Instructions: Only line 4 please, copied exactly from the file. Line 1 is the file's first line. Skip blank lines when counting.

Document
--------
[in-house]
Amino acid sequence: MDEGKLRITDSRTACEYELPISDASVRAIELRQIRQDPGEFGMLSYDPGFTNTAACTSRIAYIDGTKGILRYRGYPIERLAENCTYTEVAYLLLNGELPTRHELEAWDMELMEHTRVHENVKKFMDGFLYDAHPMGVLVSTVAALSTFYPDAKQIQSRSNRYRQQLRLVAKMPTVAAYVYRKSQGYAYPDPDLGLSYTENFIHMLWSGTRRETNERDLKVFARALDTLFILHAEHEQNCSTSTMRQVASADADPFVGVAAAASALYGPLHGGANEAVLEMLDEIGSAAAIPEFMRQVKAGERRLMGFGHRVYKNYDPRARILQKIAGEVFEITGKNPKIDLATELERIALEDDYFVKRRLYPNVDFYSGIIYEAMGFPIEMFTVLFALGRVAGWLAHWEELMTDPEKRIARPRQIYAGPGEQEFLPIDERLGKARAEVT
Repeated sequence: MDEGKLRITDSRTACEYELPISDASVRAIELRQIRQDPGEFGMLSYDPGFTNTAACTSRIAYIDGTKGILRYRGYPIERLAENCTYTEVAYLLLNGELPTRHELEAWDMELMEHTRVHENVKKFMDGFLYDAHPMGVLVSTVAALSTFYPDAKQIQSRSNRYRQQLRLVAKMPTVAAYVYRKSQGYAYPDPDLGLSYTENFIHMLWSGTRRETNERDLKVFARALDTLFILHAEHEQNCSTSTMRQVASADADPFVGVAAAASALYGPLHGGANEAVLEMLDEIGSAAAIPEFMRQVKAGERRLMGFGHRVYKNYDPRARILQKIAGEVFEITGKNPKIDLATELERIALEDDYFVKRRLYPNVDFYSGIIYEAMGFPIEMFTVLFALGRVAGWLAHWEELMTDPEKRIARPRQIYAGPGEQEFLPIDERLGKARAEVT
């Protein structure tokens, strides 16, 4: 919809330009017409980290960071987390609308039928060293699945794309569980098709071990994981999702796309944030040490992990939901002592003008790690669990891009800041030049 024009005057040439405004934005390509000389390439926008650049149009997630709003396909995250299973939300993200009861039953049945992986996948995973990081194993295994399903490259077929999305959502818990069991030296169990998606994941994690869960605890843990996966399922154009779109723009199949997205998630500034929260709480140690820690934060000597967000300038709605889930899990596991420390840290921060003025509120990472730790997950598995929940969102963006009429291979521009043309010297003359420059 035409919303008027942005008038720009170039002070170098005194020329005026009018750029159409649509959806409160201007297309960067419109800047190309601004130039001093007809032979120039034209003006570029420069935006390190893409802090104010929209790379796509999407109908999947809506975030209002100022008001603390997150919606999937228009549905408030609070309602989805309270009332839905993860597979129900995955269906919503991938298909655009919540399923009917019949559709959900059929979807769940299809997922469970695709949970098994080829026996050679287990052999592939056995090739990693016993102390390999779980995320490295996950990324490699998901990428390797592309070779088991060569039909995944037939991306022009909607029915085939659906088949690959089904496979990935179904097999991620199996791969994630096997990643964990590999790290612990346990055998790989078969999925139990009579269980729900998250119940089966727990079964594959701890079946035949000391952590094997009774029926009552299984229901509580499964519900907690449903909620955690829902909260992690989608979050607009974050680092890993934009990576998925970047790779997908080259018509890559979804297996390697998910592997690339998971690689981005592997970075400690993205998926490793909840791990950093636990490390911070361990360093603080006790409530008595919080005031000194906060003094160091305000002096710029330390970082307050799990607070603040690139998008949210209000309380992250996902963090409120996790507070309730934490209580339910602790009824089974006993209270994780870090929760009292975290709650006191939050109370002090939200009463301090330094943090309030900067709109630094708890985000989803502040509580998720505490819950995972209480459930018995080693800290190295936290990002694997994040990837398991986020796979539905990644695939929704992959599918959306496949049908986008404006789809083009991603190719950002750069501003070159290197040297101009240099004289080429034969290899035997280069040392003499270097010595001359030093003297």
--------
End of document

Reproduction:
């Protein structure tokens, strides 16, 4: 919809330009017409980290960071987390609308039928060293699945794309569980098709071990994981999702796309944030040490992990939901002592003008790690669990891009800041030049 024009005057040439405004934005390509000389390439926008650049149009997630709003396909995250299973939300993200009861039953049945992986996948995973990081194993295994399903490259077929999305959502818990069991030296169990998606994941994690869960605890843990996966399922154009779109723009199949997205998630500034929260709480140690820690934060000597967000300038709605889930899990596991420390840290921060003025509120990472730790997950598995929940969102963006009429291979521009043309010297003359420059 035409919303008027942005008038720009170039002070170098005194020329005026009018750029159409649509959806409160201007297309960067419109800047190309601004130039001093007809032979120039034209003006570029420069935006390190893409802090104010929209790379796509999407109908999947809506975030209002100022008001603390997150919606999937228009549905408030609070309602989805309270009332839905993860597979129900995955269906919503991938298909655009919540399923009917019949559709959900059929979807769940299809997922469970695709949970098994080829026996050679287990052999592939056995090739990693016993102390390999779980995320490295996950990324490699998901990428390797592309070779088991060569039909995944037939991306022009909607029915085939659906088949690959089904496979990935179904097999991620199996791969994630096997990643964990590999790290612990346990055998790989078969999925139990009579269980729900998250119940089966727990079964594959701890079946035949000391952590094997009774029926009552299984229901509580499964519900907690449903909620955690829902909260992690989608979050607009974050680092890993934009990576998925970047790779997908080259018509890559979804297996390697998910592997690339998971690689981005592997970075400690993205998926490793909840791990950093636990490390911070361990360093603080006790409530008595919080005031000194906060003094160091305000002096710029330390970082307050799990607070603040690139998008949210209000309380992250996902963090409120996790507070309730934490209580339910602790009824089974006993209270994780870090929760009292975290709650006191939050109370002090939200009463301090330094943090309030900067709109630094708890985000989803502040509580998720505490819950995972209480459930018995080693800290190295936290990002694997994040990837398991986020796979539905990644695939929704992959599918959306496949049908986008404006789809083009991603190719950002750069501003070159290197040297101009240099004289080429034969290899035997280069040392003499270097010595001359030093003297």